Diffusion and Coevolution Models of Protest

This project involves reframing social movements as coevolving systems of protest, politics, and news coverage. Papers and models are in process.

Papers on Coevolution Models

  • Pamela E. Oliver & Daniel J. Myers. “The Coevolution of Social Movements” Mobilization 8: 1-25. 2003.
    Abstract: Movements develop in coevolution with regimes and other actors in their environments. Movement trajectories evolve through stochastic processes and are constrained but not determined by structures. Coevolution provides a theoretical structure for organizing existing understandings of social movements and sharpening future research. Stochastic thinking is essential for recognizing the both the volatility and path dependence of collective action and its underlying structural constraints. Formal models of diffusion, adaptive learning, mutual reinforcement, and inter-actor competition are developed and compared with empirical protest series. Responses to exogenous reinforcement, mutual adaptation in which failure is as important as success, and inter-actor competition are the most plausible mechanisms to account for empirical patterns. Trajectories of action depend upon the number of discrete random actors. Overall, the analysis suggests that movement dynamics are shaped more by interactions with other actors than by processes internal to a movement, and that empirical analysis must be sensitive to the level of aggregation of the data.
  • Networks, Diffusion, and Cycles of Collective Action.” (Pamela E. Oliver and Daniel J. Myers). Social Movement Analysis: The Network Perspective edited by Mario Diani and Doug McAdam. Oxford University Press. 2003.
    Abstract: This paper shows how different “network” arguments about how protest spreads imply quite different underlying mechanisms that in turn produce different diffusion processes. There is considerable ambiguity abiout the relationships among networks, diffusion, and action cycles and the way these can be identified in empirical data. We thus both seek to unpack the “network” concept into different kinds of processes, and then show how these different network processes affect the diffusion processes we are studying. We sketch out some formal models to capture some of these dimensions.
  • Stella (simulation program) models used in developing the network paper
  • Daniel J. Myers and Pamela E. Oliver. “The Opposing Forces Diffusion Model: The Initiation and Repression of Collective Violence.” Dynamics of Asymmetric Conflict 1 (2, July): 164-189. 2008.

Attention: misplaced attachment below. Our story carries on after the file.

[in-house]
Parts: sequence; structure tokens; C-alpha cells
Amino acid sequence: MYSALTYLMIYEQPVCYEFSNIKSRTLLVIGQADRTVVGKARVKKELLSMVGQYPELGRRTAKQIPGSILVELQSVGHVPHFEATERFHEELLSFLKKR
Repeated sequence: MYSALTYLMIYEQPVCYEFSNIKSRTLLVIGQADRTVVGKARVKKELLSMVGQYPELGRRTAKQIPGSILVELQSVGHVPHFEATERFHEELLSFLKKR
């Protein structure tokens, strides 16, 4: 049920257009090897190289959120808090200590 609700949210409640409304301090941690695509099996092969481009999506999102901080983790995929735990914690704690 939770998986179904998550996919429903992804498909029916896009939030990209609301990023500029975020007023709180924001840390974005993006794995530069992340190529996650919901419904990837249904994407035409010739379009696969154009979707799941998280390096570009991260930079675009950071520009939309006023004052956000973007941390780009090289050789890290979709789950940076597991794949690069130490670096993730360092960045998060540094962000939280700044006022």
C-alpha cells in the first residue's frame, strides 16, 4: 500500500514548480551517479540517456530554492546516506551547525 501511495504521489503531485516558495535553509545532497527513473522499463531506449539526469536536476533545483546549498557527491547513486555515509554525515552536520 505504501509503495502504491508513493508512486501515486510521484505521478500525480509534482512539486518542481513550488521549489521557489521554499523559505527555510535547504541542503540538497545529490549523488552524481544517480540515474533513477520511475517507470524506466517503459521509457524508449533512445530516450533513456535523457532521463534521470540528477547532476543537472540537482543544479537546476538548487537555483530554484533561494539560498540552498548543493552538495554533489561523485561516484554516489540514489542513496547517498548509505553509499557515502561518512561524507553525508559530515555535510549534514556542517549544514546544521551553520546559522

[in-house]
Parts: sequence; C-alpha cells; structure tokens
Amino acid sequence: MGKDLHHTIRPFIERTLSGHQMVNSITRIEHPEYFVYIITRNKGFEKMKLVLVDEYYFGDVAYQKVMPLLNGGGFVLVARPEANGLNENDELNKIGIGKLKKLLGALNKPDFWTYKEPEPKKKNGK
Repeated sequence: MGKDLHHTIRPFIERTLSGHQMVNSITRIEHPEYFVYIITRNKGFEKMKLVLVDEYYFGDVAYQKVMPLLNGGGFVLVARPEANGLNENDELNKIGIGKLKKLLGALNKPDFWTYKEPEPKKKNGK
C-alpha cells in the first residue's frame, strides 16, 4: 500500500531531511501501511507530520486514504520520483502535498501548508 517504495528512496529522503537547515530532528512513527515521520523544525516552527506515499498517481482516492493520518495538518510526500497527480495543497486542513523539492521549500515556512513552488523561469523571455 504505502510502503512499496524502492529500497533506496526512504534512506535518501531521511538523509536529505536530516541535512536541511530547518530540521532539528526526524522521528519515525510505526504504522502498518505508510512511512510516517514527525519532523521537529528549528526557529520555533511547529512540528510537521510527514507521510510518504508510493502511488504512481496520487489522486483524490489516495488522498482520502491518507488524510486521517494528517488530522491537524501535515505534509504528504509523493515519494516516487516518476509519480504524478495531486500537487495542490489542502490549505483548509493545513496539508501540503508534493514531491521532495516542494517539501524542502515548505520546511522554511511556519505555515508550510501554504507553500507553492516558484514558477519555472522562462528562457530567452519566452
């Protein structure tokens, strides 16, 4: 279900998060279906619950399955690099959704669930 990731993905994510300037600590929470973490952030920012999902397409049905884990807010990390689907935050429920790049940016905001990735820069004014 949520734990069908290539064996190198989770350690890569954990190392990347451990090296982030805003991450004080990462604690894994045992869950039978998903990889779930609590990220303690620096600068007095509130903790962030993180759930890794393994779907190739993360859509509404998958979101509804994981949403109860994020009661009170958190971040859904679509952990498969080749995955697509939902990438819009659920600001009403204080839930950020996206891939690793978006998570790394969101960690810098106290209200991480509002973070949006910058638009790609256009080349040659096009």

• Pamela E. Oliver and Daniel J. Myers. “Formal Models in Studying Collective Action and Social Movements” Methods of Research in Social Movements, Bert Klandermans and Suzanne Staggenborg, editors. University of Minnesota Press. 2002.
    Abstract: This chapter gives examples of formal models and simulation in studying collective action and provides some principles guiding good work. Steps: 1) acquire knowledge about the process you want to model; clearly specify the kind of problem you wish to solve; wlect the basic modeling strategy; start simply and build carefully; face the problem of metric; explicitly identify scope conditions and assumptions; analyze the model; assess the fit of the model to criterion data; write about your model.
  • An older literature review which sets up this project: Pamela Oliver. “Formal Models of Collective Action.” Annual Review of Sociology Vol. 19. (1993), pp. 271-300.
    Abstract: Examines four types of models of collective action (CA): (1) single-actor models that treat the group behavior as given; (2) models of the interdependent aggregation of individual choices into CA; (3) models of the collective decisions of individuals with different interests; & (4) models of the dynamic interactions among collective actors & their opponents. All models require simplifying assumptions about some aspects of a situation so that others may be addressed. The benefits & drawbacks of each model are discussed, & greater attention is urged to technical issues of formal symbolic mathematical analysis, experimental design, response surface analysis, & technical problems in the reduction & presentation of CA.
  • An older theoretical paper on these issues: Pamela Oliver. “Bringing the Crowd Back In: The Nonorganizational Elements of Social Movements.” Research in Social Movements, Confict and Change 11: 1-30. 1989.
    Abstract: Social movements are exceedingly complex phenomena encompassing the actions of organizations & their members as well as the actions of nonmembers in activities that organizations have nothing to do with, & many even oppose. Crowds & diffuse collectivities are important parts of social movements. An understanding of social movements is sketched here that integrates their organizational & nonorganizational elements & the relations among them, & views them as large, complex sets of collective events oriented toward a general social change goal. Actions can affect the likelihood of other actions by creating occasions for action, altering beliefs, or adding knowledge. The effects of one nation on another are filtered through communication networks & the mass media. Giving attention to how actions affect other actions permits greater understanding of the dynamic processes involved in the growth of widespread social movements.
  • Simulations: Links and Software